SHAPIRO: The U.S. has been steadily increasing its economic controls on China under the Trump and Biden administrations. Do you think that's likely to continue, or could you envision some of these restrictions being lifted and the U.S. letting up a bit?

DALY: I don't think that the export controls that are designed to hamper China's development of advanced node semiconductors and to limit its ability to get leading AI - that's not going to change because the security rationale for that has been loudly declared, and it's, by its nature, absolutist and expansionist. We've told China we're not going to give it any technologies that it could use in weapons that target us, and once you start down that road, you really can't walk that back.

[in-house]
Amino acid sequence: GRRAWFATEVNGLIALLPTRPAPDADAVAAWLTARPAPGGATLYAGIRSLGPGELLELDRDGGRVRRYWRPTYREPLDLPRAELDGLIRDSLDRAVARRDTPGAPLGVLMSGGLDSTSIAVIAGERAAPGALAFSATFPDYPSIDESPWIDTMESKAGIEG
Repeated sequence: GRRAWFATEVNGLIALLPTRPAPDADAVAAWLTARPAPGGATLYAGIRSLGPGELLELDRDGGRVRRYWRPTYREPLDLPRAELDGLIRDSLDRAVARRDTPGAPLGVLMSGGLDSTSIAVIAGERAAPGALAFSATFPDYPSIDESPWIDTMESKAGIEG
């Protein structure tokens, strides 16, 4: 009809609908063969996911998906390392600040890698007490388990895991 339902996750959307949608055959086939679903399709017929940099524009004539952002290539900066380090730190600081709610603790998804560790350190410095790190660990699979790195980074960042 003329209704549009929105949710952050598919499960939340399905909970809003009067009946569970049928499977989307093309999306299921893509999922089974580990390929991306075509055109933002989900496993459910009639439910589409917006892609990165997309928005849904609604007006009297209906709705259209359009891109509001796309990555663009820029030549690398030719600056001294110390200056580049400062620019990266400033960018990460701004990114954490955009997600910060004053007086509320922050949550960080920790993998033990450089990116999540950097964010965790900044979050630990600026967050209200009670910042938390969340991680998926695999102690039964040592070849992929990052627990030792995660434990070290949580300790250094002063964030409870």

SHAPIRO: That's Robert Daly, director of the Wilson Center's Kissinger Institute on China and the United States. Thank you very much.

DALY: Thank you. Transcript provided by NPR, Copyright NPR.

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Tyler Bartlam
[Copyright 2024 NPR]
Ari Shapiro has been one of the hosts of All Things Considered, NPR's award-winning afternoon newsmagazine, since 2015. During his first two years on the program, listenership to All Things Considered grew at an unprecedented rate, with more people tuning in during a typical quarter-hour than any other program on the radio.